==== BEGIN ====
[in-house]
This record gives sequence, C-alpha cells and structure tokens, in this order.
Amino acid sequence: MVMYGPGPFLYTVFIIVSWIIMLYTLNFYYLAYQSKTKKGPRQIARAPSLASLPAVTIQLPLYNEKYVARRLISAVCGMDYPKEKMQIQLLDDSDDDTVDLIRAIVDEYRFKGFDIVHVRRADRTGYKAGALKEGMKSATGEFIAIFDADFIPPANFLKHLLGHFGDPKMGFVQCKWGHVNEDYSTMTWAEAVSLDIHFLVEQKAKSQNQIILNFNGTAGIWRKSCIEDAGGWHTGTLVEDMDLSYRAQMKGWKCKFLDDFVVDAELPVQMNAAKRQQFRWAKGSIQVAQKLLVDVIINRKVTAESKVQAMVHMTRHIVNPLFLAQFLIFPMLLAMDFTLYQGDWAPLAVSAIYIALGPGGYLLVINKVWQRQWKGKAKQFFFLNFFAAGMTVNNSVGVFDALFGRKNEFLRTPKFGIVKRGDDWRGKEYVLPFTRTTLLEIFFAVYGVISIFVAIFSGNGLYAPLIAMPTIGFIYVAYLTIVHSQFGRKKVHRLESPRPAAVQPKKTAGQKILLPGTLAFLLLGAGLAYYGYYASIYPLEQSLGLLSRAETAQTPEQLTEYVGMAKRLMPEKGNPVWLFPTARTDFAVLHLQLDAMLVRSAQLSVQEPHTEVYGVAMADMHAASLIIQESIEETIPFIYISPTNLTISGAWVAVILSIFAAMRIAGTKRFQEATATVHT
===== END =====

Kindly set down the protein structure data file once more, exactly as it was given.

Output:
[in-house]
This record gives sequence, C-alpha cells and structure tokens, in this order.
Amino acid sequence: MVMYGPGPFLYTVFIIVSWIIMLYTLNFYYLAYQSKTKKGPRQIARAPSLASLPAVTIQLPLYNEKYVARRLISAVCGMDYPKEKMQIQLLDDSDDDTVDLIRAIVDEYRFKGFDIVHVRRADRTGYKAGALKEGMKSATGEFIAIFDADFIPPANFLKHLLGHFGDPKMGFVQCKWGHVNEDYSTMTWAEAVSLDIHFLVEQKAKSQNQIILNFNGTAGIWRKSCIEDAGGWHTGTLVEDMDLSYRAQMKGWKCKFLDDFVVDAELPVQMNAAKRQQFRWAKGSIQVAQKLLVDVIINRKVTAESKVQAMVHMTRHIVNPLFLAQFLIFPMLLAMDFTLYQGDWAPLAVSAIYIALGPGGYLLVINKVWQRQWKGKAKQFFFLNFFAAGMTVNNSVGVFDALFGRKNEFLRTPKFGIVKRGDDWRGKEYVLPFTRTTLLEIFFAVYGVISIFVAIFSGNGLYAPLIAMPTIGFIYVAYLTIVHSQFGRKKVHRLESPRPAAVQPKKTAGQKILLPGTLAFLLLGAGLAYYGYYASIYPLEQSLGLLSRAETAQTPEQLTEYVGMAKRLMPEKGNPVWLFPTARTDFAVLHLQLDAMLVRSAQLSVQEPHTEVYGVAMADMHAASLIIQESIEETIPFIYISPTNLTISGAWVAVILSIFAAMRIAGTKRFQEATATVHT